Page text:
Known as pointed gourd in English and as potol in Bangla, this vegetable can be turned into a delicacy or a quick snack in minutes. It can be cooked in different combinations with the use of multiple condiments, each equally delicious. In our country, the typical dish made of this particular vegetable would be potol bhaja, where the pointed gourd is seasoned with turmeric, chilli and cumin and then either covered in rice flour and fried or fried just with the seasoning itself.
Pointed gourd is a vegetable that has many tricks and qualities up its sleeve. The vegetable is known for being a good source of vitamins and minerals. It is also rich in carbohydrates, Vitamin A and Vitamin C. It contains major nutrients and trace elements (magnesium, potassium, copper, sulfur, and chlorine) which are all needed for human body. All these nutrients of this versatile tropical vegetable help to improve digestion and blood sugar levels, treat constipation and fight ageing. It also helps to reduce weight as it is rich in fibre and low in calories. This vegetable has many healing properties ranging from the ability to prevent and cure colds to curing jaundice of the liver. The pointed gourd, apart from being antiviral is also antibacterial which is why it helps to prevent different types of diseases. Hence this vegetable is a great choice for people who want to reduce consumption of calories and have a healthier lifestyle and eating habits.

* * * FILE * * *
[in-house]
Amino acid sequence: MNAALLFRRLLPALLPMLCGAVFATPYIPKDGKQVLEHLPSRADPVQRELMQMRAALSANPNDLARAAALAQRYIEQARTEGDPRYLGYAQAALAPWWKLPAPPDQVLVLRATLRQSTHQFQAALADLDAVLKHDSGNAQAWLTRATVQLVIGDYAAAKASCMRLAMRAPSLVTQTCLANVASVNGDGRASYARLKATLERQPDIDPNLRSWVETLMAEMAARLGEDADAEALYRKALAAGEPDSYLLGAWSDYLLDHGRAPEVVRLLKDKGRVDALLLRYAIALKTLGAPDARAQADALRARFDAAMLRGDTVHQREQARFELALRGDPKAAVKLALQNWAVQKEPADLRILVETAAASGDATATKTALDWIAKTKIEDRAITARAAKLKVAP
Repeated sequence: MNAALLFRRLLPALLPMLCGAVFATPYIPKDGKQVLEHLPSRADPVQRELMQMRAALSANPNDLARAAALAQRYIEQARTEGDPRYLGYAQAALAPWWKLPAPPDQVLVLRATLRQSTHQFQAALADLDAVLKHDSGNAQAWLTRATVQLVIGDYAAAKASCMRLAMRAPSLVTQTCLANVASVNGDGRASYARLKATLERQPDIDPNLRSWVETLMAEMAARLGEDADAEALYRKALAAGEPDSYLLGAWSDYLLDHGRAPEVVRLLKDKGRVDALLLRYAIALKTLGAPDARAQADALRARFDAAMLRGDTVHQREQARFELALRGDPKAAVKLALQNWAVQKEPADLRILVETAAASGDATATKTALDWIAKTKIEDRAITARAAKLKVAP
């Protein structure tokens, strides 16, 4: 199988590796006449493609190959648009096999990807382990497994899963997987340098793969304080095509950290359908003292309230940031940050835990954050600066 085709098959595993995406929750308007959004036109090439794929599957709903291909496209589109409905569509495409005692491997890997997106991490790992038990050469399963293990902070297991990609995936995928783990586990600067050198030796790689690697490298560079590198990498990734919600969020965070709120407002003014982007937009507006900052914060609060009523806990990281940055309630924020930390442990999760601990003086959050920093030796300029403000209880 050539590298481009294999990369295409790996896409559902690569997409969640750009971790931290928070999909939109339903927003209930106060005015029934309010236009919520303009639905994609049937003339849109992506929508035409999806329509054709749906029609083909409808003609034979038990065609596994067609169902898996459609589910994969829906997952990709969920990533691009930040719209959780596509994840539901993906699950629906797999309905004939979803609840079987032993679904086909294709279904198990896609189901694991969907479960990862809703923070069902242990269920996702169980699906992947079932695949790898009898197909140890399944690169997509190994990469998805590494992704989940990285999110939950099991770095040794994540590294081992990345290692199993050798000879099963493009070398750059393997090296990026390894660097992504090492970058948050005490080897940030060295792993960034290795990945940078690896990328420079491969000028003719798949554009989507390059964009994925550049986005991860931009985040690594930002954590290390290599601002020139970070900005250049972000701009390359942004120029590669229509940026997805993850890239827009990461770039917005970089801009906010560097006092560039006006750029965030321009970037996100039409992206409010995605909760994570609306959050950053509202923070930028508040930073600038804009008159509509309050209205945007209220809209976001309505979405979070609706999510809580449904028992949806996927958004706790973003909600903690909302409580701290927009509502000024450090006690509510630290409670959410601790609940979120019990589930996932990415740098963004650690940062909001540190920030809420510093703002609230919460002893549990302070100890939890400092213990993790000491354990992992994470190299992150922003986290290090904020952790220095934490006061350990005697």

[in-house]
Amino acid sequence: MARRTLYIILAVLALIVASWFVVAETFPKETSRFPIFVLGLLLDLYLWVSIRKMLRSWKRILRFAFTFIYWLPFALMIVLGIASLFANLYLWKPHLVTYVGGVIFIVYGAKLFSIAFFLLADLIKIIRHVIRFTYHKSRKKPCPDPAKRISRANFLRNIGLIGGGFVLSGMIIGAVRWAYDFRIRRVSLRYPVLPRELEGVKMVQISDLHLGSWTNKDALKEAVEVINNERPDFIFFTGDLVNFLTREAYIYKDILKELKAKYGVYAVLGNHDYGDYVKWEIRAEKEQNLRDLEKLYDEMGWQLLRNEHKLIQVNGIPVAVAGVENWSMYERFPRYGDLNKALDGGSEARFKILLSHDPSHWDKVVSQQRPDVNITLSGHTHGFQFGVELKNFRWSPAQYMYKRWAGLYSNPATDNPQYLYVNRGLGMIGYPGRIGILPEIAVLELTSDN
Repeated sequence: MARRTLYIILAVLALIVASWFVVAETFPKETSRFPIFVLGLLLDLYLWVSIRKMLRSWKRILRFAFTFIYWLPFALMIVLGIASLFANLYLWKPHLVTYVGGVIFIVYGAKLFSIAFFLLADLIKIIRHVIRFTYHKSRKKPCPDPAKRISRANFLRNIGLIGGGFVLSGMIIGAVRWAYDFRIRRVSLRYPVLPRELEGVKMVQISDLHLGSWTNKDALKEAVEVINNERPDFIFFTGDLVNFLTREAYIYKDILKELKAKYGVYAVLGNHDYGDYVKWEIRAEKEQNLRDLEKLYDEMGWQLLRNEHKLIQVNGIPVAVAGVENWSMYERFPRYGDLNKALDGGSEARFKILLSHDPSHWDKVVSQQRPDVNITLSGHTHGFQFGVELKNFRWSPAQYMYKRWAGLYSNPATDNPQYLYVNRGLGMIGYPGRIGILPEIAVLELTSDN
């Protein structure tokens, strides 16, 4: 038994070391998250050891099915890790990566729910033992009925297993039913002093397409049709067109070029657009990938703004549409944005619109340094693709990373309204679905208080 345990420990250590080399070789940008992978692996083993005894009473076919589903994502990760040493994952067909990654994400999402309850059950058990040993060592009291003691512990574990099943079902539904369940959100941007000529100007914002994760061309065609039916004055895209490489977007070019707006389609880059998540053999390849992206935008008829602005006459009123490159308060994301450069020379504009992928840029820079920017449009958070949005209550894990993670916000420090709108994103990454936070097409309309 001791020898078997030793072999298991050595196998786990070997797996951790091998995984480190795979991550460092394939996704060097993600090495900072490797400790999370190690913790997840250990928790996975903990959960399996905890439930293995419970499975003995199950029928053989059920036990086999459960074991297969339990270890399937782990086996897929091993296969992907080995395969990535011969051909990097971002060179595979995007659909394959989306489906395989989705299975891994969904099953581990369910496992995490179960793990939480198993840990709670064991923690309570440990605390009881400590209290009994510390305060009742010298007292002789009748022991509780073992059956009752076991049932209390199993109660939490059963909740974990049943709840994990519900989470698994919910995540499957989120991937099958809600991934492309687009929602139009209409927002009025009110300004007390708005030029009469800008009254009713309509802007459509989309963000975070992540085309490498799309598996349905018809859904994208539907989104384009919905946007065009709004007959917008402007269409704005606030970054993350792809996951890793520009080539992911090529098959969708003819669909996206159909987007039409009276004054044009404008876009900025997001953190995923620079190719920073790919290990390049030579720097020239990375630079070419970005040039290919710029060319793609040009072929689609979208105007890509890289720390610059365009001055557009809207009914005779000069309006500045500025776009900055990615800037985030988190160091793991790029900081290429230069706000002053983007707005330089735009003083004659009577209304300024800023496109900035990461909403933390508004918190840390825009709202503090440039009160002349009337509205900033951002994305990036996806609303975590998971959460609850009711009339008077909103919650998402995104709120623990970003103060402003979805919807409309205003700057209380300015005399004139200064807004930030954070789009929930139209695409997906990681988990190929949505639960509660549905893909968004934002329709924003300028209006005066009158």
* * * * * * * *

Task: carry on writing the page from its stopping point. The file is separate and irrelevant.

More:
Md Iqbal Hossain, a pointed gourd farmer from Shahbazpur, Jessore, shares his experience of growing the vegetable. The presence of the full sun is suitable for the pointed gourd, so choosing a place where direct sunlight is 6-8 hours is required for better yield. Propagation of pointed gourd is usually done by vine cuttings or by root suckers; propagation by seed is reduced due to poor germination and inefficiency. First irrigation should be given immediately after planting. Subsequent irrigation should be carried out at 3-4 days interval. Usually patal vines are trained on vertical trellis by tying with wires. Fertilisers, such as, Triple Super Phosphate (TSP), Potash, Urea, are added as per requirement. Pesticides are applied for 8-10 days and the vegetables are harvested 7-15 days after pesticide application, depending on the weather conditions.
Iqbal along with many farmers of the area provide vegetables for Shwapno under the Shuddho project. According to Iqbal, this initiative allows farmers to get to know about safe agricultural practices such as how much fertiliser or pesticide should be used. Farmers also have an opportunity to learn about the interval period between pesticide application and harvesting, known as the Pre-Harvest Interval (PHI).
Delicious in all its forms, the pointed gourd brings forth immense nutritional benefits and is a rich source of many micronutrients, such as Vitamins A, B1, B2 and C and also calcium. The added benefit is that this nutrition-packed vegetable is available all throughout the year and thus, it can be consumed anytime one desires.
A joint initiative of Shwapno and The Daily Star